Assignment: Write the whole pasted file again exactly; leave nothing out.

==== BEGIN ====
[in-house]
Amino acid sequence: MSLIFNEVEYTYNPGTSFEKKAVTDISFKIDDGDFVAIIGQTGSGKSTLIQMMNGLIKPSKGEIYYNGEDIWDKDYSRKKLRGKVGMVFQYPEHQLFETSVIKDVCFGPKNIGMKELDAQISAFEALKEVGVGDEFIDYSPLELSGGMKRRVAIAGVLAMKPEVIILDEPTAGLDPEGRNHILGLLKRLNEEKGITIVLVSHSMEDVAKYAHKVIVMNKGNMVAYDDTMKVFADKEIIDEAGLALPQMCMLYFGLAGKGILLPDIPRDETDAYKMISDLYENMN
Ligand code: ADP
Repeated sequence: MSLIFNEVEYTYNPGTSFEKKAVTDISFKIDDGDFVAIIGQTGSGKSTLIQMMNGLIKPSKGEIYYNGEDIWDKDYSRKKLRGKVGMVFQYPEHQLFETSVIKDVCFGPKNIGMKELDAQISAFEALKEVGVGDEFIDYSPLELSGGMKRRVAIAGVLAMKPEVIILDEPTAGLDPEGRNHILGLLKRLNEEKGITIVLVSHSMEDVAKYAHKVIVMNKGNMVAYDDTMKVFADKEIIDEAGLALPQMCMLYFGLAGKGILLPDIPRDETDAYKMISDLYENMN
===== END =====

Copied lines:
[in-house]
Amino acid sequence: MSLIFNEVEYTYNPGTSFEKKAVTDISFKIDDGDFVAIIGQTGSGKSTLIQMMNGLIKPSKGEIYYNGEDIWDKDYSRKKLRGKVGMVFQYPEHQLFETSVIKDVCFGPKNIGMKELDAQISAFEALKEVGVGDEFIDYSPLELSGGMKRRVAIAGVLAMKPEVIILDEPTAGLDPEGRNHILGLLKRLNEEKGITIVLVSHSMEDVAKYAHKVIVMNKGNMVAYDDTMKVFADKEIIDEAGLALPQMCMLYFGLAGKGILLPDIPRDETDAYKMISDLYENMN
Ligand code: ADP
Repeated sequence: MSLIFNEVEYTYNPGTSFEKKAVTDISFKIDDGDFVAIIGQTGSGKSTLIQMMNGLIKPSKGEIYYNGEDIWDKDYSRKKLRGKVGMVFQYPEHQLFETSVIKDVCFGPKNIGMKELDAQISAFEALKEVGVGDEFIDYSPLELSGGMKRRVAIAGVLAMKPEVIILDEPTAGLDPEGRNHILGLLKRLNEEKGITIVLVSHSMEDVAKYAHKVIVMNKGNMVAYDDTMKVFADKEIIDEAGLALPQMCMLYFGLAGKGILLPDIPRDETDAYKMISDLYENMN